Harvard Team’s Amazing Micro-Battery Breakthrough Using 3D Printing

Mike O'Brien

A team of university researchers have scored a major breakthrough in the development of tiny batteries through the use of 3D printing.

The batteries could power miniscule medical equipment, insect-sized robots and hundreds of other devices.

The group, from Harvard University and the University of Illinois at Urbana-Champaign, printed interlocking stacks of hair-thin "inks" with the chemical and electrical properties needed for a battery.

The end result was a lithium ion battery the size of a grain of sand. Previous research and development of micro-batteries has involved thin films of solid materials that lacked the juice to power most devices.

Using a custom 3D printer, the researchers produced precise, tight stacks of ultrathin battery electrodes using printable electrochemical inks.

They used one ink for the anode and one for the cathode, each made with nanoparticles of lithium ion metal oxide compounds.

After printing, they put the stacks into a container, added an electrolyte solution, then measured the power of the finished product.

Shen Dillon, a collaborator on the project, said: "The electrochemical performance is comparable to commercial batteries in terms of charge and discharge rate, cycle life and energy densities. We’re just able to achieve this on a much smaller scale."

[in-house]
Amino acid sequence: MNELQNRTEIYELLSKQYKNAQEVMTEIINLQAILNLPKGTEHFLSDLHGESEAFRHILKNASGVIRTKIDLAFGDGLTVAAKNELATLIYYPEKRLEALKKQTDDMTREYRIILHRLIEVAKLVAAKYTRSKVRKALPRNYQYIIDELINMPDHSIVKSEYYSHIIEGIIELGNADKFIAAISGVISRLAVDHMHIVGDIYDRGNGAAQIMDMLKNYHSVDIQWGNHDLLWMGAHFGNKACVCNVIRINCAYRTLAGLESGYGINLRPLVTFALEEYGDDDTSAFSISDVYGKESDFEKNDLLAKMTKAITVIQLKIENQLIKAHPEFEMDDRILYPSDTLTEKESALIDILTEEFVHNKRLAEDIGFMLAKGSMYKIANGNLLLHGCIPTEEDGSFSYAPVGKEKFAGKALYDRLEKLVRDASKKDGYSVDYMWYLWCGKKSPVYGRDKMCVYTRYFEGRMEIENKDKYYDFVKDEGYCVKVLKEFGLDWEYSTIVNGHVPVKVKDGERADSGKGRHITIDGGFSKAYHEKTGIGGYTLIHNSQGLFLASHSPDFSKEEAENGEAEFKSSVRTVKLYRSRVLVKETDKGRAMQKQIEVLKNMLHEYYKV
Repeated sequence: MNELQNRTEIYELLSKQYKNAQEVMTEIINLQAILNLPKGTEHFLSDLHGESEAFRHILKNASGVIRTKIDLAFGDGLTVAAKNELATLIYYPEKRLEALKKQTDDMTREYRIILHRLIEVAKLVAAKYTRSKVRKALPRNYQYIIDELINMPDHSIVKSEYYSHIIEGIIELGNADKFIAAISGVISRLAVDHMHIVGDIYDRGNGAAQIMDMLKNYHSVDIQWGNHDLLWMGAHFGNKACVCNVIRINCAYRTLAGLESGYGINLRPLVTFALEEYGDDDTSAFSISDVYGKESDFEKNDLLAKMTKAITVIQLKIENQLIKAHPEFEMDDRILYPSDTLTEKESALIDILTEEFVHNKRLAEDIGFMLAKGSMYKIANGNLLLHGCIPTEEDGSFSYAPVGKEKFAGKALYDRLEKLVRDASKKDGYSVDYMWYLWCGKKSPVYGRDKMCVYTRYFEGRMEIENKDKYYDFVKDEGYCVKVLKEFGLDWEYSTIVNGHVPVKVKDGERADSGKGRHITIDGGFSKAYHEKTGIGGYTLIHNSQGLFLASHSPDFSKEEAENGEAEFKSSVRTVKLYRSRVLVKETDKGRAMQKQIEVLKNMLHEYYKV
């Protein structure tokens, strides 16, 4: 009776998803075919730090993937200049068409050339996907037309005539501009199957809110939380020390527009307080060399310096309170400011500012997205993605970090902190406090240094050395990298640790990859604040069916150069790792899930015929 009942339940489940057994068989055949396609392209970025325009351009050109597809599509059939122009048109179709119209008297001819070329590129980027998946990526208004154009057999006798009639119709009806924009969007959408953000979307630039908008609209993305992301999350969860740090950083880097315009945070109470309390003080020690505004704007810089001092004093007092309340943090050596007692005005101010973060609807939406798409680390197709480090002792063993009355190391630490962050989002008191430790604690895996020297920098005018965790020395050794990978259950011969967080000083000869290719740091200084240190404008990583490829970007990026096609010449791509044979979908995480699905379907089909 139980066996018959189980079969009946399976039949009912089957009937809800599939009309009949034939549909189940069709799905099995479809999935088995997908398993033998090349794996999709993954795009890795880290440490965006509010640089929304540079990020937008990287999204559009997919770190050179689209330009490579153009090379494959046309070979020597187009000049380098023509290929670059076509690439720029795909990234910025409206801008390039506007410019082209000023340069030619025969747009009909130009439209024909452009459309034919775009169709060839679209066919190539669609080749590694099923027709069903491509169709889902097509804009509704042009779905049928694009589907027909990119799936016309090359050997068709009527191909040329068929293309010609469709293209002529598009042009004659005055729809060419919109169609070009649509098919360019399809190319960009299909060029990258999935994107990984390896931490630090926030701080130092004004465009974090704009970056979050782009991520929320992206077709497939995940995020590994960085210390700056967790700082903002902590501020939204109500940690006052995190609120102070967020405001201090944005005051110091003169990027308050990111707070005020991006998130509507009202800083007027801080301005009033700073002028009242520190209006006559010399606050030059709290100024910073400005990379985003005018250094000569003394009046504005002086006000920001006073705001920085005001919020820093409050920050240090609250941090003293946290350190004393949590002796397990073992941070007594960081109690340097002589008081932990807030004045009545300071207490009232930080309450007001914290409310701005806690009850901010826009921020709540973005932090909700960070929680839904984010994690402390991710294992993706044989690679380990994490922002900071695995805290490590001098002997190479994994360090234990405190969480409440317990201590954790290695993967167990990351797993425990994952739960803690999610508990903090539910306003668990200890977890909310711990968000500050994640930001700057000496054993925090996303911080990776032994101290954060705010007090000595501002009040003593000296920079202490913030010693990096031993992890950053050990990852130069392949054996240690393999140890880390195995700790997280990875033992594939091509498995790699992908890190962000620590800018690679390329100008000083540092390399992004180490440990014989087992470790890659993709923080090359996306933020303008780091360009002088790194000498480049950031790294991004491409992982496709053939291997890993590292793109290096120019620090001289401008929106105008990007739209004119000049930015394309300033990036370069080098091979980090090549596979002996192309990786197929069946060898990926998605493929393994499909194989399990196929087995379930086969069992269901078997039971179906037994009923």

Jennifer Lewis, currently a professor at Harvard, led the project while at the University of Illinois at Urbana-Champaign, in collaboration with Mr. Dillon.

Donald Ingber, a professor of of Bioengineering at Harvard, said: "Jennifer’s innovative microbattery ink designs dramatically expand the practical uses of 3D printing, and simultaneously open up entirely new possibilities for miniaturization of all types of devices, both medical and non-medical. It’s tremendously exciting."

3D printing, which is otherwise known as additive manufacturing, was once used largely for prototyping circuit boards and other electronics.

The technology has exploded in the last couple of years, and is now being used for everything from aircraft to flexible displays and guns.

The U.S.Army now has a team of engineers with a 3D printer in Afghanistan and NASA is developing 3D printed food for long space missions.

President Obama has hailed 3D printing as the future of manufacturing and, as prices begin to come down, 3D printers are becoming more accessible to individual innovators.

According to GCN.com, one researcher at the Massachusetts Institute of Technology is even looking into 4D with the capability to print objects that change over time.

Watch the Harvard team’s 3D printing video below.

IDGA is currently making preparations for a 3D Printing for Defense summit in December 2013. If you are interested in getting involved please contact Sherene.Asnasyous@idga.org